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Dangerous Game: Jockeys Risk Broken Bones, But Keep Coming Back

More than 150 jockeys have died in racing accidents since 1940

By Cathy Rainone
|  Thursday, May 1, 2014  |  Updated 3:16 PM EDT
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Union Rags, ridden by John Velazquez, narrowly beats Paynter, ridden by Mike Smith, during the Belmont Stakes on June 9, 2012.

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John Velazquez knew he was in trouble when his mount took a bad step during a Breeders' Cup race. The horse, Secret Compass, broke her leg, throwing Velazquez to the ground, where another horse ran over him.

“I ended up with an injured spleen, kidneys and pancreas,” Velazquez said. “I was in horrific pain in the hospital for eight days and then seven days hanging around the hotel. I couldn’t travel because of a drain in my pancreas.”

It's been nearly six months since that spill, which happened at the $2 million Breeders’ Cup Juveniles Fillies on Nov. 2, 2013. But it didn't keep the 42-year-old Hall of Famer off the tracks for long. Three months after the accident, he competed in the $400,000 Holy Bull Stakes at Gulfstream Park in Florida, and on Saturday, he will race in the Kentucky Derby atop Intense Holiday.

While millions watch the Derby on television, cheering on the country's top 3-year-old horses, the jockeys will be risking their lives.

Jockeys may have the most hazardous job of any professional athlete. One misstep in the crowded race can send a jockey, and perhaps his horse, tumbling to the ground, where he can be crushed by his own horse or another animal running behind.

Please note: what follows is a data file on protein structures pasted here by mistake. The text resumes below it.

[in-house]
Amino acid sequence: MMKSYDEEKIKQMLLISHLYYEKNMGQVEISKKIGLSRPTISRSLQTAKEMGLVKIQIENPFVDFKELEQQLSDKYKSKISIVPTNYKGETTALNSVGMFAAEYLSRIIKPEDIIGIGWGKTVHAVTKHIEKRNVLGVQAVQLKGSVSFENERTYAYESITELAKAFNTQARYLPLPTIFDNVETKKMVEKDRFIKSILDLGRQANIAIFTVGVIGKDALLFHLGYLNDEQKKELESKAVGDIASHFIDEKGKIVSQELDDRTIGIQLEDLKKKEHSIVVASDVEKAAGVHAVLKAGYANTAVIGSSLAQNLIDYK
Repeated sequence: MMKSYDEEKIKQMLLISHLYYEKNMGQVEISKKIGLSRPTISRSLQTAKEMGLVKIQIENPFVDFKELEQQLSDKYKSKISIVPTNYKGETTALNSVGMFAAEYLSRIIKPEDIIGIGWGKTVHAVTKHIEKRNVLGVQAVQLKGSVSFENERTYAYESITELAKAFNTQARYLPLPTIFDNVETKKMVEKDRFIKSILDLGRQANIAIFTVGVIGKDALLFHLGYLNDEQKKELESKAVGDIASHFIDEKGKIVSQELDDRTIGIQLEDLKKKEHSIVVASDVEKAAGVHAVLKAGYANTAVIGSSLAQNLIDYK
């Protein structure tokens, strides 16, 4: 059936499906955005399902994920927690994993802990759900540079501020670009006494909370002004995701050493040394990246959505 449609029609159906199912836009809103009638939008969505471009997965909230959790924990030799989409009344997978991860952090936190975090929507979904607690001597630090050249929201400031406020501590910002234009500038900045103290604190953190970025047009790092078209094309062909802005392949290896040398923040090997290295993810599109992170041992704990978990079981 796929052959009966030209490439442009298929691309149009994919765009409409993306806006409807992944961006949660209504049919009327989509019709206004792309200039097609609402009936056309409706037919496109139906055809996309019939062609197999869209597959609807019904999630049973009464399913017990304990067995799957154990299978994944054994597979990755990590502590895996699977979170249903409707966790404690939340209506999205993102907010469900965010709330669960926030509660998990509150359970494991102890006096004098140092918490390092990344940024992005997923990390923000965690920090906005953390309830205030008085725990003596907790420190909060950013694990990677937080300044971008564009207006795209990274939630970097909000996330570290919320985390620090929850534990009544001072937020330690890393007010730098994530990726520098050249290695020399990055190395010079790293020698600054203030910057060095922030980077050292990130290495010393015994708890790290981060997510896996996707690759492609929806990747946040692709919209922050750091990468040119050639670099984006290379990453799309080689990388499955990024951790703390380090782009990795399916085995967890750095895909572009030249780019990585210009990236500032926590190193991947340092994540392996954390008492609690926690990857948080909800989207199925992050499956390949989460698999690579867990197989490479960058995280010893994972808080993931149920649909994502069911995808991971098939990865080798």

Catastrophic on-track injuries or even death can happen at any race, big or small. Velasquez’s injury at the Breeders' Cup was his third in 18 months, and he's suffered many injuries in his 24-year career.

There is no official database of jockey injuries and fatalities, but according to a study published in the The Orthopedic Journal of Sports Medicine in 2013, a total of 152 jockeys died as a result of both flat and jump racing or training incidents in the U.S. between 1940 and 2012.

Even more jockeys are permanently crippled while racing. Most recently, Anne Von Rosen was pulling up her mount after a March 11 race at Turf Paradise in Phoenix, Ariz., when the horse stumbled, tossed her, and then fell over her. Von Rosen was paralyzed from the waist down and has undergone several surgeries.

About 60 riders who suffered brain or spinal-cord injuries receive financial support from the industry's Permanently Disabled Jockeys Fund.

Gary Birzer, 38, is one of them.

He was paralyzed when his mount went down in a race at Mountaineer Race Track in Chester, W.Va. in July 2004.

“I don’t recall too much about that day,” Birzer said. “I mean, it’s a big blur to me. All I know is that the horse’s leg broke.”

He didn't learn until after the spill that the Jockeys' Guild, the union that represents jockeys, had allowed a $1 million accident policy to lapse in 2002. He sued the Guild and its former chief executive, which led to a major shake-up in the organization.

But despite the devastating injury, Birzer said he doesn’t regret getting into the profession.